This Chart Predicts Life Expectancy Based on Where You Were Born


Graphic designer Marcelo Duhalde has put together this fascinating infographic showing you just how long you'll likely live based on where you were born. It's clear from just a quick glance that some of us are far luckier than others based on what seems like a combination of good luck and privilege.

The United States doesn't rank particularly well on the list. Our less-than-fantastic life expectancy of 79 comes in at less than most of Europe and far behind world leader Monaco at 90 (which probably benefits from its large population of super-rich individuals). But even our rankings seem very reassuring compared to the continent of Asia, which has a life expectancy of 73, and Africa, which has a depressing life expectancy of 60 (albeit much higher in North Africa). Two countries are tied for the lowest life expectancy: Chad, plagued by endemic corruption, poverty and political instability, and HIV-ravaged South Africa (with an estimated 12% of the country infected in 2007) come in at a disheartening 49. They're both followed closely by conflict-torn Afghanistan at 50. Life, as we've always known, is substantially unfair to people with the misfortune of being born in countries torn by internal conflict or predatory international action.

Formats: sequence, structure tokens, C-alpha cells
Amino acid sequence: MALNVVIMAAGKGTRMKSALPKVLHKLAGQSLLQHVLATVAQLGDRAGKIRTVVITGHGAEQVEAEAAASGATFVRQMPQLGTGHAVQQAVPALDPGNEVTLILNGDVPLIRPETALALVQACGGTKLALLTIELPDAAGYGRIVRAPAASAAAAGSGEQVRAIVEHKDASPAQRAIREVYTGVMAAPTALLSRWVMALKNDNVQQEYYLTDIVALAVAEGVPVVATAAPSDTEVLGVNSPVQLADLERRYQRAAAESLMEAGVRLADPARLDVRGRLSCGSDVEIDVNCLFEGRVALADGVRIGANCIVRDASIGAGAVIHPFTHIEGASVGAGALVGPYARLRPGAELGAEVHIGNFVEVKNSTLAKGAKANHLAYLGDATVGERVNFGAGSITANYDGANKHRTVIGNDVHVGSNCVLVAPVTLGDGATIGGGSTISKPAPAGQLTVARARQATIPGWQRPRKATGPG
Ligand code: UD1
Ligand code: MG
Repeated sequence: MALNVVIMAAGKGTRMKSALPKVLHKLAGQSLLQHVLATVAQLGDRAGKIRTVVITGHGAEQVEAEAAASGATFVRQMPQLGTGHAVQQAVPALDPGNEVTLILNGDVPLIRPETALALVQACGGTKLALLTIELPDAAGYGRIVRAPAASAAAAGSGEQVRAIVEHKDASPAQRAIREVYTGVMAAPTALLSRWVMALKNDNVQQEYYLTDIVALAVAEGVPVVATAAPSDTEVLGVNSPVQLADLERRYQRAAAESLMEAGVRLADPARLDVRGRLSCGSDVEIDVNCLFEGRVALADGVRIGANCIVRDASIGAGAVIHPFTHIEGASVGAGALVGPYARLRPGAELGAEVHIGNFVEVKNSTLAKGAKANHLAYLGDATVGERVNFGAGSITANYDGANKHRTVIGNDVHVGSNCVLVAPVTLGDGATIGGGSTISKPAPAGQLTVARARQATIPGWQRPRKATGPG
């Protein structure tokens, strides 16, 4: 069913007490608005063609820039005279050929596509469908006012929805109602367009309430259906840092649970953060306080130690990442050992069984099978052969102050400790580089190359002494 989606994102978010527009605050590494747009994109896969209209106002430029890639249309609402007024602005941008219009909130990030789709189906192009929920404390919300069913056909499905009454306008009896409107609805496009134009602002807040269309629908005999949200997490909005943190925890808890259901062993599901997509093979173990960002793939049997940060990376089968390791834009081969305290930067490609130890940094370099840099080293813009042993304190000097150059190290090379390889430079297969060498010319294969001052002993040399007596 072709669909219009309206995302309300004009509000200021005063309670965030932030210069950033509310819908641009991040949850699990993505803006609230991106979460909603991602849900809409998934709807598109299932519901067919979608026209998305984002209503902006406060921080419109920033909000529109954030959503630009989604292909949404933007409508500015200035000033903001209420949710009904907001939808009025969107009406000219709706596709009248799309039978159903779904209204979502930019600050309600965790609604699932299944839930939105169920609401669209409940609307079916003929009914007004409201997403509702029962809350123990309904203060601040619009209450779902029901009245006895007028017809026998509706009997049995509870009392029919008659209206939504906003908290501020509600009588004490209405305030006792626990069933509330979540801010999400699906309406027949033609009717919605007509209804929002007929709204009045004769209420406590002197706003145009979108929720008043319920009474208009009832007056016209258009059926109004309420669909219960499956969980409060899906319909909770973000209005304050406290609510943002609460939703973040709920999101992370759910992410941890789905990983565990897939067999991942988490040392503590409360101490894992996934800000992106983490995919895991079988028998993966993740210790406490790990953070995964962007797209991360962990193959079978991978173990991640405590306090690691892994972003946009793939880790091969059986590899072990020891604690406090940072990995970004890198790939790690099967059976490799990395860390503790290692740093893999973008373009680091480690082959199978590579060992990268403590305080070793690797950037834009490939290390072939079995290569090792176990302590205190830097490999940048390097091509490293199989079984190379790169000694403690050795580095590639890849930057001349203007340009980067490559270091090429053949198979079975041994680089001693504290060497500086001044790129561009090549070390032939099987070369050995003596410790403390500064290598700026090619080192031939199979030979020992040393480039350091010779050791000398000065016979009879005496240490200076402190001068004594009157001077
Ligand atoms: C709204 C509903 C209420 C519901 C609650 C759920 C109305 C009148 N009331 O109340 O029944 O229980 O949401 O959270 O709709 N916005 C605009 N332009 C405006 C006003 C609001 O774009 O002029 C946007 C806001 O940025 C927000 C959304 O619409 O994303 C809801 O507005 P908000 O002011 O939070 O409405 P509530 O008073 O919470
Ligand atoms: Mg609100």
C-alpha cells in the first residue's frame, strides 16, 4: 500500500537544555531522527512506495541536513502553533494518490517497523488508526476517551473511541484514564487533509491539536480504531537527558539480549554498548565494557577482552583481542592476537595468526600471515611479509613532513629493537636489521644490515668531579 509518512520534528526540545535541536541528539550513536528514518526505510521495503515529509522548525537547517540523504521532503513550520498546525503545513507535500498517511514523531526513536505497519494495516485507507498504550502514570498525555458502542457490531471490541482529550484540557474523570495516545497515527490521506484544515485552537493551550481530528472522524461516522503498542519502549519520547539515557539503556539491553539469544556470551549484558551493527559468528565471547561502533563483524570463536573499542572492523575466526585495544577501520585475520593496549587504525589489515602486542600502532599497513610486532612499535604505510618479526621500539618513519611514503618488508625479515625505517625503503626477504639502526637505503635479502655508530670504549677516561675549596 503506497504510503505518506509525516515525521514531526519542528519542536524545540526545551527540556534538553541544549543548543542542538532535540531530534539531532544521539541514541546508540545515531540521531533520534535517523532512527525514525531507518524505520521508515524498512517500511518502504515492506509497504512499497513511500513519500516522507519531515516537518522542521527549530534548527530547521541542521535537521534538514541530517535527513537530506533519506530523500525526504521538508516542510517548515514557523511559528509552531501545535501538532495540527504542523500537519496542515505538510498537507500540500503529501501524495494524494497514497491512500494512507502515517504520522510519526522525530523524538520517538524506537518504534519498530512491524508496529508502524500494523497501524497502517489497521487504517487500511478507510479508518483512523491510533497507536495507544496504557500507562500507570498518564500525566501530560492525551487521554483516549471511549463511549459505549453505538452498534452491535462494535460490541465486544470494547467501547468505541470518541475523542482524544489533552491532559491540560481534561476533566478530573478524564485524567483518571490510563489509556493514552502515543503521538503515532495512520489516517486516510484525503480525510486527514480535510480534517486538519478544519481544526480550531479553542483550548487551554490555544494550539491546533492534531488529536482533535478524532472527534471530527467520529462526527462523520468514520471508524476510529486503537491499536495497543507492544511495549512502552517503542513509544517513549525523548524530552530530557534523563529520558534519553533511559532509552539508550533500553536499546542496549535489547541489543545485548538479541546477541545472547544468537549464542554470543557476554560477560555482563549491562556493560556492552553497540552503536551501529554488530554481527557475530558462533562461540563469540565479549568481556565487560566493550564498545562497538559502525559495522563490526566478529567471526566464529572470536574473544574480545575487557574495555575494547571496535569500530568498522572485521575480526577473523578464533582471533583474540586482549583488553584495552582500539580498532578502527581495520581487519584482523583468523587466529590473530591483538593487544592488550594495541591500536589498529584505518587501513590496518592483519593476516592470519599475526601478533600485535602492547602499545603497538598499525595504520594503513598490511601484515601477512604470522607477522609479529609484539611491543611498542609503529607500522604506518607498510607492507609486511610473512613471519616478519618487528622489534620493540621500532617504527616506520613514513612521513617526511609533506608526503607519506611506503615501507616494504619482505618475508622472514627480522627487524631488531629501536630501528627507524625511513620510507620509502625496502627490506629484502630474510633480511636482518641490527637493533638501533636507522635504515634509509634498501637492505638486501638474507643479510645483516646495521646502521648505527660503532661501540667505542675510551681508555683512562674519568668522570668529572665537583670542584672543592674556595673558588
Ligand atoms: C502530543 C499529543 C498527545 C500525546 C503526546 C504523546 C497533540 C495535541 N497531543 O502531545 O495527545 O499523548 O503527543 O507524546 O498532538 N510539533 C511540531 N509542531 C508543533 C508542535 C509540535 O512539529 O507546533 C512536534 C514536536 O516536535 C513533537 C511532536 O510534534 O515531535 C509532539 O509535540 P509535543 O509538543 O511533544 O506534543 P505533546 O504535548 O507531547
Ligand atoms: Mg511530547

Other than Monaco, the high end of life expectancy includes the residents of Macau (84), Japan (84), Singapore (84), Hong Kong (82), Switzerland (82), Italy (82), Lichtenstein (82), France (82), Australia (82), New Zealand (81), Canada (81), Bermuda (81), the Cayman Islands (81), Spain (81), Sweden (81), Iceland (81), the Netherlands (81) and Israel (81). So the U.S. has some catching up to do over the next few decades if Millennials want to see themselves live into their 80s or 90s. We're just too young to die at 79 — that's a 5.95% shorter lifespan than what's enjoyed in Japan.

But don't worry, Millennials, you'll still live relatively long and comfortable lives with above average medical treatment. However, you won't live as long as people in some other countries, and some studies suggest you'll still be squeezing income out for eight years after your parents' generation retired, leaving you with substantially less time to enjoy your golden years.

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Tom McKay

Tom is a staff writer at Mic, covering national politics, media, policing and the war on drugs. He is based in New York and can be reached at tmckay@mic.com.

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